Jonathon Brodie – Recorder & Times
The Brockville Braves are locked into the third spot.
A little more than six months ago no one would have believed that sentence.
When the Braves wrapped up their training camp in late August and shaped their roster it was a team filled with mostly unknowns and teens without any junior hockey experience. There were just four players on the 2017-18 opening day lineup that suited up in a Brockville jersey last year.
The Braves tried this exact same experiment last season and failed. Stacked with a roster of rookies Brockville expected to take their lumps early last season and peak going into the playoffs. They ended up getting beaten black and blue.
The expectations were the same this time around. Just like the coach last year, new bench boss Jesse Winchester assured there would be a steep learning curve on the horizon at the beginning of the season.
Early into the 2017-18 campaign it looked like a new team with the same story. Twenty-five games into it Brockville was a game below .500.
Most people looked at the Braves as a bubble team. A club that had a shot at making the playoffs, but likely wouldn’t finish higher than sixth place.
The results even flashed through captain Andrew Jarvis’head, the veteran admitted, his expectations hoping things would be better than last season.
There was a time last year when the young man known for usually having a smile on his face wasn’t happy coming to the rink. It just wasn’t fun for him anymore and each passing game last year provided more and more examples that the wheels were falling off for the team.
“That’s not like me at all,” said Jarvis about his frustrations last season. “It’s just head over heels different this year. Coaching staff, the players, everyone cares and everyone wants to be here and that’s the reason why we’re good.”
Finishing third means something to not only Jarvis, but the entire team. It means they’re given homeice advantage in the first round, but more importantly it shows the type of team they have.
All year the Braves played like they had a chip on their shoulder. They heard the moderate expectations put on them and they wanted to buck them.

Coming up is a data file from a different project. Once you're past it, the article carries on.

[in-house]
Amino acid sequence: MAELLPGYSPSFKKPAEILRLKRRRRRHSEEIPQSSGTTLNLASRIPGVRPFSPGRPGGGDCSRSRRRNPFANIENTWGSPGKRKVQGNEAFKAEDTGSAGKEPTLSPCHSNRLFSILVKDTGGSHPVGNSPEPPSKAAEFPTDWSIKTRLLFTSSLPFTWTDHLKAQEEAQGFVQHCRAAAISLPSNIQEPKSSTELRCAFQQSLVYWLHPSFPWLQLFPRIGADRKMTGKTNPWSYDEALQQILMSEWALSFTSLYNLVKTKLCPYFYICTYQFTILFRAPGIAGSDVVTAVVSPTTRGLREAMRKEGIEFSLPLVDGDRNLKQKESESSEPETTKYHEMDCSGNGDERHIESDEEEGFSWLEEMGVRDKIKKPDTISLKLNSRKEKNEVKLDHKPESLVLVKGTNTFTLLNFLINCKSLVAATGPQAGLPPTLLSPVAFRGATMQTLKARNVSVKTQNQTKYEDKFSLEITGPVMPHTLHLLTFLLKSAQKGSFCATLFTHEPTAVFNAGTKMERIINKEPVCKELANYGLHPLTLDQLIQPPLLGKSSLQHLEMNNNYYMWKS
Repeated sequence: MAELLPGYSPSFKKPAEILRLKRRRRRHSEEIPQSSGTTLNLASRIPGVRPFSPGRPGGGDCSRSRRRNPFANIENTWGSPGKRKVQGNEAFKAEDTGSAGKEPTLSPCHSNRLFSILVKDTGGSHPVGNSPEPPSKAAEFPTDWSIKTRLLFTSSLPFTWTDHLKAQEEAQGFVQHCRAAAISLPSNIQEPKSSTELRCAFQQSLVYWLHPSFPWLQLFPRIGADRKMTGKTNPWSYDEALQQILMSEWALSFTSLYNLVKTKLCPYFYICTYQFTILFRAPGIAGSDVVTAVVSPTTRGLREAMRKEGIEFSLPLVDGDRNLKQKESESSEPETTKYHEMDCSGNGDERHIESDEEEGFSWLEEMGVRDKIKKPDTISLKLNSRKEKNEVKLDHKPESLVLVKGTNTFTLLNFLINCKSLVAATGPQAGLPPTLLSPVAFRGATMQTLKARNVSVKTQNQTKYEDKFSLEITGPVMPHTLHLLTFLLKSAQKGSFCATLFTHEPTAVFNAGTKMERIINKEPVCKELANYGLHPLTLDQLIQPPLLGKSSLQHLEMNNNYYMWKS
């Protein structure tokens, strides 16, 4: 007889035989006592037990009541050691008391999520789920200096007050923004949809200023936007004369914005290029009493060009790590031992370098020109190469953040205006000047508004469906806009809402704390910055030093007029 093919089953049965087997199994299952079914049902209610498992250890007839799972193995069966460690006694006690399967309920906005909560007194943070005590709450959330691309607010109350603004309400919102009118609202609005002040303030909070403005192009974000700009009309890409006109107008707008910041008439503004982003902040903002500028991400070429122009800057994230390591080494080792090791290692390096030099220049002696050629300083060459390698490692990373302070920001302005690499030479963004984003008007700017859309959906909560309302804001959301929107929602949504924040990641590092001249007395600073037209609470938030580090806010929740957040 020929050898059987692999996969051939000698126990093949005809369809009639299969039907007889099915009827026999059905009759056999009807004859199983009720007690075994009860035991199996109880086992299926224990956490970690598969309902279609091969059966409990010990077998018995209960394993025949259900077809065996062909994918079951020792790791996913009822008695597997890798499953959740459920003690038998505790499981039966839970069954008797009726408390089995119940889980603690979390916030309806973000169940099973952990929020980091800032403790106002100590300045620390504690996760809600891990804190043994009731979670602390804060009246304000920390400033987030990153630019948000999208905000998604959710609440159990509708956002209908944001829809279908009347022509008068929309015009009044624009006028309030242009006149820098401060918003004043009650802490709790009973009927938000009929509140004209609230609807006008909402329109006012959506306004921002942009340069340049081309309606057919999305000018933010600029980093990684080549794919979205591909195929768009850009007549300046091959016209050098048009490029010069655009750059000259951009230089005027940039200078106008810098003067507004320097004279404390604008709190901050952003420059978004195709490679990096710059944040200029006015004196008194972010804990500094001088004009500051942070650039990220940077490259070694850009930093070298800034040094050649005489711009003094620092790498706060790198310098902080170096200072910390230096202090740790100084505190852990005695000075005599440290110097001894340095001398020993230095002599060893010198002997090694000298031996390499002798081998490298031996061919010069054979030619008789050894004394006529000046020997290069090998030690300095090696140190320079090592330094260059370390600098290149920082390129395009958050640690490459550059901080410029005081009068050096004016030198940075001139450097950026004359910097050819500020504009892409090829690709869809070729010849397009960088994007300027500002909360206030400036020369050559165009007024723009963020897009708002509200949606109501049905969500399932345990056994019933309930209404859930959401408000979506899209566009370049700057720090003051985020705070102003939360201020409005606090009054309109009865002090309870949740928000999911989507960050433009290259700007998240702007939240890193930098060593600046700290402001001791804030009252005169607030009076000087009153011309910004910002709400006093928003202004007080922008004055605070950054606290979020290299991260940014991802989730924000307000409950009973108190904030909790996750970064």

They didn’t use their fists or hard hits to hold up their grudge. Brockville aired their grievances by the amount they bought into Winchester’s system – play hard, fast, and gritty. The Braves players used their speed and skill most nights to show that not only do they belong in the league, but they belong closer to the top. Their success is what is putting all their naysayers’faces in the mud.
“Finishing third I think it puts us in a good spot and the rest of the league has to give us a bit more respect, the respect that I think we deserve,” said defenceman Jonathan Hill.
Now the game plan drawn up last year with the Braves expected to peak come playoff time is coming to fruition this season as they’re 13-4-0-1 since the start of February – their recent 3-2 loss to the Pembroke Lumber Kings Wednesday had seven regular starters out of the lineup.
There was a learning curve for the Braves and they climbed it. They didn’t all get up it at the same time. Players like Hill, Eric Holland, Jordi Jefferson and others slipped into the program naturally and helped keep the team afloat. It was enough for management to go out and add players, get better piece by piece – bringing in Michael McArthur, adding veteran Tyson Kirkby, inserting depth with Michael Locatelli, and shipping Eric Faith out and then bringing him back better with more grit.
It’s everything around those key pieces, though, that separates Brockville now from last year and has put them in the position they’re currently in.
Winchester’s imprint, along with assistant coach Devin Payne, are all over the lineup.
He took players like Joshua Spratt and Nicolas Vlahos, who were role players early in the season, and worked with them to turn the forwards into the players he needed them to be. All of a sudden they’ve risen up the depth charts.
Fans are seeing the same thing being done with Christophe Cote and Fred Allaire right now. They were forwards considered depth players in the lineup. Now they’ll play an intricate part if the Braves want to have any shot at making a playoff run. On any given night you’re sure to get a quote from Winchester applauding the two fourth-liners as impact players as often as you would hear him heaping praise to the top line.
“I’ve never been part of a team this tight that works this hard. Each night we set goals and for the most part we achieve them and come out on top,” said Jarvis. “We come to work, we do what we’re supposed to do, and play a complete game. Even with some players out we got the job done and that’s what it’s all about. We find a way to win.”
Now the question is, how many more times can the Braves figure out a way to win? The favourites to win the Bogart Cup are the Carleton Place Canadians and Ottawa Jr. Senators – both nationally ranked. The Braves have proved people wrong before, though.
Original Story at Recorder.ca